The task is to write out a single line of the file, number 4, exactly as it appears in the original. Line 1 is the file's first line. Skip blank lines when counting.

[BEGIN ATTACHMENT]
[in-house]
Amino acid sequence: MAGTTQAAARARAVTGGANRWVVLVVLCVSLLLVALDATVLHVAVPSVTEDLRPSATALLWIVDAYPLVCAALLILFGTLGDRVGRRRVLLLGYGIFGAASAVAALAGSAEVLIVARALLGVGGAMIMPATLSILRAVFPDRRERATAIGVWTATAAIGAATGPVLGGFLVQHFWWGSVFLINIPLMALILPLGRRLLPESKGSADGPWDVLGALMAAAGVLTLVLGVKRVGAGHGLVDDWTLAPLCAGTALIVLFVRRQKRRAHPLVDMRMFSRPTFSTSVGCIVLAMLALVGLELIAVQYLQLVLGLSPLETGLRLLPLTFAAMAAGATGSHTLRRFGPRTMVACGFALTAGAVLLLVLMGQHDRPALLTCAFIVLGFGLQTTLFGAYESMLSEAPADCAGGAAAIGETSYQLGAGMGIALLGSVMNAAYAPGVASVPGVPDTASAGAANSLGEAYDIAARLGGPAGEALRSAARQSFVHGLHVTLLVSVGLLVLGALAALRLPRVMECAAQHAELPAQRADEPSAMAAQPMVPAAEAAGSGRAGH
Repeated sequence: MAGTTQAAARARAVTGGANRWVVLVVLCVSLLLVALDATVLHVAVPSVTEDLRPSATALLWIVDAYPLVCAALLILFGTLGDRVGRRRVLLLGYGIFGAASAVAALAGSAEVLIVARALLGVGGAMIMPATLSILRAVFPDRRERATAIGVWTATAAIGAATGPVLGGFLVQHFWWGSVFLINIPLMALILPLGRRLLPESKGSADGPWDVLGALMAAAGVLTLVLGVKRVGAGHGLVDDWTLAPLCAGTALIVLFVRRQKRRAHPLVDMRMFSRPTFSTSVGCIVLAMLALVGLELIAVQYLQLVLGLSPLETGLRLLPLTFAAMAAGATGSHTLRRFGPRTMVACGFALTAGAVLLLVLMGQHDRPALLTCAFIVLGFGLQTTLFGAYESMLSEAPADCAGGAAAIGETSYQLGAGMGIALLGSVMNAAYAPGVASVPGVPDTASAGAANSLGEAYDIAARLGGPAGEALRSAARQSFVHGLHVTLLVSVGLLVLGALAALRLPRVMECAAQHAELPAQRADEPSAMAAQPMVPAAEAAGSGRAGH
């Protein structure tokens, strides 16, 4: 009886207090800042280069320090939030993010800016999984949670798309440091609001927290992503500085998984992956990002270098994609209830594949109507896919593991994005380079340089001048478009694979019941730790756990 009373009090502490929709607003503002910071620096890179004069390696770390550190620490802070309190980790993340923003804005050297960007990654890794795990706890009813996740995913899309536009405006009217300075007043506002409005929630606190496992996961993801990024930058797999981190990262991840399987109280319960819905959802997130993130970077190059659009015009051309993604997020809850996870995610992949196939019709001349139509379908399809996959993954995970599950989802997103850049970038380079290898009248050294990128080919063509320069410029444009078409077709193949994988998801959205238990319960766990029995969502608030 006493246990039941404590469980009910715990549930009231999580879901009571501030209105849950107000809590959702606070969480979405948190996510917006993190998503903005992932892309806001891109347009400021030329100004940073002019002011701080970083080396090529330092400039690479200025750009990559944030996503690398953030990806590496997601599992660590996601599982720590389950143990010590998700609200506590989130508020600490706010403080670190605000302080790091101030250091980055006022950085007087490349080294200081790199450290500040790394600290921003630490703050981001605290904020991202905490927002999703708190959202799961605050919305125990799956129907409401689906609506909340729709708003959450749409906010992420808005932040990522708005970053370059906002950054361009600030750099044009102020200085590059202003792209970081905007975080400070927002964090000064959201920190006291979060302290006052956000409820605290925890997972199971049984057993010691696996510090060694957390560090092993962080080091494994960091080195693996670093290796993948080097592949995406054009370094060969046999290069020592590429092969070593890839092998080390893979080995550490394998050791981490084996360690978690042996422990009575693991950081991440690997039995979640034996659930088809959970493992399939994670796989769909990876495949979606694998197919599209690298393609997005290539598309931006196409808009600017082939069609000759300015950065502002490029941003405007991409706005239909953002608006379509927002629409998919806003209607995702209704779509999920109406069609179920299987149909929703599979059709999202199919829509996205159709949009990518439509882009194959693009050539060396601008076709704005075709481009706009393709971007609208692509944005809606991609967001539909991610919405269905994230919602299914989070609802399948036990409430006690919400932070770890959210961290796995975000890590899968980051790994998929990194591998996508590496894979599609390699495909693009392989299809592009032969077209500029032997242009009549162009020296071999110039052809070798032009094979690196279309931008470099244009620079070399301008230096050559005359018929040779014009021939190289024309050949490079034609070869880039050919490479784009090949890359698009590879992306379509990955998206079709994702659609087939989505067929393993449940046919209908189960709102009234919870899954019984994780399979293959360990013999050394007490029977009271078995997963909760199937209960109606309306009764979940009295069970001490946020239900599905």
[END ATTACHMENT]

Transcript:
């Protein structure tokens, strides 16, 4: 009886207090800042280069320090939030993010800016999984949670798309440091609001927290992503500085998984992956990002270098994609209830594949109507896919593991994005380079340089001048478009694979019941730790756990 009373009090502490929709607003503002910071620096890179004069390696770390550190620490802070309190980790993340923003804005050297960007990654890794795990706890009813996740995913899309536009405006009217300075007043506002409005929630606190496992996961993801990024930058797999981190990262991840399987109280319960819905959802997130993130970077190059659009015009051309993604997020809850996870995610992949196939019709001349139509379908399809996959993954995970599950989802997103850049970038380079290898009248050294990128080919063509320069410029444009078409077709193949994988998801959205238990319960766990029995969502608030 006493246990039941404590469980009910715990549930009231999580879901009571501030209105849950107000809590959702606070969480979405948190996510917006993190998503903005992932892309806001891109347009400021030329100004940073002019002011701080970083080396090529330092400039690479200025750009990559944030996503690398953030990806590496997601599992660590996601599982720590389950143990010590998700609200506590989130508020600490706010403080670190605000302080790091101030250091980055006022950085007087490349080294200081790199450290500040790394600290921003630490703050981001605290904020991202905490927002999703708190959202799961605050919305125990799956129907409401689906609506909340729709708003959450749409906010992420808005932040990522708005970053370059906002950054361009600030750099044009102020200085590059202003792209970081905007975080400070927002964090000064959201920190006291979060302290006052956000409820605290925890997972199971049984057993010691696996510090060694957390560090092993962080080091494994960091080195693996670093290796993948080097592949995406054009370094060969046999290069020592590429092969070593890839092998080390893979080995550490394998050791981490084996360690978690042996422990009575693991950081991440690997039995979640034996659930088809959970493992399939994670796989769909990876495949979606694998197919599209690298393609997005290539598309931006196409808009600017082939069609000759300015950065502002490029941003405007991409706005239909953002608006379509927002629409998919806003209607995702209704779509999920109406069609179920299987149909929703599979059709999202199919829509996205159709949009990518439509882009194959693009050539060396601008076709704005075709481009706009393709971007609208692509944005809606991609967001539909991610919405269905994230919602299914989070609802399948036990409430006690919400932070770890959210961290796995975000890590899968980051790994998929990194591998996508590496894979599609390699495909693009392989299809592009032969077209500029032997242009009549162009020296071999110039052809070798032009094979690196279309931008470099244009620079070399301008230096050559005359018929040779014009021939190289024309050949490079034609070869880039050919490479784009090949890359698009590879992306379509990955998206079709994702659609087939989505067929393993449940046919209908189960709102009234919870899954019984994780399979293959360990013999050394007490029977009271078995997963909760199937209960109606309306009764979940009295069970001490946020239900599905």